Couple are accused of starving daughter to death
A jury was sworn in yesterday to try a couple accused of starving a seven-year-old girl to death.
The panel of seven men and five women, sitting at Birmingham Crown Court, was told that both Angela Gordon and her partner Junaid Abuhamza deny the murder of Khyra Ishaq.
The case against Ms Gordon (34) and 30-year-old Mr Abuhamza was opened tby prosecutor Timothy Raggatt.
Ms Gordon also denies five charges of child cruelty alleged to have been committed between December 2007 and May 2008.
Khyra, Ms Gordon's daughter, died on May 17, 2008, after being taken to hospital from the defendants' home in Leyton Road, Handsworth, Birmingham, England.
Jurors also heard that five other children, who were also in the defendants' care, were "similarly starved" and assaulted.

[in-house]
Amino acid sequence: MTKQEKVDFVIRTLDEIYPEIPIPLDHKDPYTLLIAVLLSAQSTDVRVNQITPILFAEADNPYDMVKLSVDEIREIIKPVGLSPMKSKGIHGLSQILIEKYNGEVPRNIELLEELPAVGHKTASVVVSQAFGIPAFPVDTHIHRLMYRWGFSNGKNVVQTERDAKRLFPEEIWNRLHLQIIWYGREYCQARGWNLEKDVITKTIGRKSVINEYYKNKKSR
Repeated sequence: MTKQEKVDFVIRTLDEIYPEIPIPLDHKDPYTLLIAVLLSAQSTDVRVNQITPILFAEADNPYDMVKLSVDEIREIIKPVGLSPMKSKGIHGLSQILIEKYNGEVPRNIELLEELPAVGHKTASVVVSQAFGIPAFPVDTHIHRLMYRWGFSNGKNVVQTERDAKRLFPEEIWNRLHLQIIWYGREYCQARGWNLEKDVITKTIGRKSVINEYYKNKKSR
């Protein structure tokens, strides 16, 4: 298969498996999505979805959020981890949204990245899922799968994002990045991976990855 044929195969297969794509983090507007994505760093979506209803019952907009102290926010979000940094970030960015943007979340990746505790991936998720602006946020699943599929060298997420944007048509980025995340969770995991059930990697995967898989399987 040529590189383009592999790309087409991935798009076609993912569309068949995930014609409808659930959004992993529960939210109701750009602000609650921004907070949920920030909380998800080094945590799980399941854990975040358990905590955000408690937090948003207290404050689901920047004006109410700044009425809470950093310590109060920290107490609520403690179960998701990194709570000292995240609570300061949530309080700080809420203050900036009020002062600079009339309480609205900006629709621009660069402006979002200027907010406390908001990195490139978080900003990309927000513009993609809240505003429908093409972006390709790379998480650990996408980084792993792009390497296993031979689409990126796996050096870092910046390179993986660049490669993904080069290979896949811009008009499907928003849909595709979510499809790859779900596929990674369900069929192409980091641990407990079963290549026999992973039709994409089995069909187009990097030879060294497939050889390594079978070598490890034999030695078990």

Two of the other children, none of whom can be identified, were found to be in a state of acute, severe and dangerous malnutrition when the matters came to light, Mr Raggatt alleged.
The prosecutor added: "They were lucky they did not contract an infection -- they too were starved to a point where their lives were plainly at risk."
The seven men and five women on the jury have been informed that the original trial of the defendants began last summer, but it was halted after one of the jurors fell ill and other issues arose with two further jurors.
Submitting that both defendants had acted together, Mr Raggatt said: "What they did over a period of months was a series of things which directly led to her death.
"What they did was a continuous course of conduct that was cruelty of an extreme kind and had at its heart the deliberate starvation of this child, who was to all intents and purposes, a prisoner."
Jurors were shown pictures from inside the terraced house in Leyton Road, including photographs of the "well-stocked" kitchen, and a cane used as part of a "punishment regime".
But the court heard that the kitchen was kept locked by a bolt "out of the reach of the children" so that they could not help themselves to food.
At mealtimes they were given a bowl of carrots, beans, eggs and rice, or unsweetened porridge, to share between them, the court heard.